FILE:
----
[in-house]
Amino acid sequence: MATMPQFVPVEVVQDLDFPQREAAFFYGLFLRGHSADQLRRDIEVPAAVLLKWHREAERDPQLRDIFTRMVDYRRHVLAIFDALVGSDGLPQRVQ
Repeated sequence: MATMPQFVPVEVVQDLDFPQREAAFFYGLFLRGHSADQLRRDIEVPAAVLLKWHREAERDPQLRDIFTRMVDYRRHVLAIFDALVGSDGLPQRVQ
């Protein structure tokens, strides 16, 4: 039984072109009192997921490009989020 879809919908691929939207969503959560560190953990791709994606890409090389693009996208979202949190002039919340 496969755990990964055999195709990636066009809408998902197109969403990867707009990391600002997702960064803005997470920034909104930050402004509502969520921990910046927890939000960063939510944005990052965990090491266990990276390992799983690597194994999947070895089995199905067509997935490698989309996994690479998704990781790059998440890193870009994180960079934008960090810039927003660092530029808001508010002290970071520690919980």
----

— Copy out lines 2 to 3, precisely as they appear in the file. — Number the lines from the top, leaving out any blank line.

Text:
Amino acid sequence: MATMPQFVPVEVVQDLDFPQREAAFFYGLFLRGHSADQLRRDIEVPAAVLLKWHREAERDPQLRDIFTRMVDYRRHVLAIFDALVGSDGLPQRVQ
Repeated sequence: MATMPQFVPVEVVQDLDFPQREAAFFYGLFLRGHSADQLRRDIEVPAAVLLKWHREAERDPQLRDIFTRMVDYRRHVLAIFDALVGSDGLPQRVQ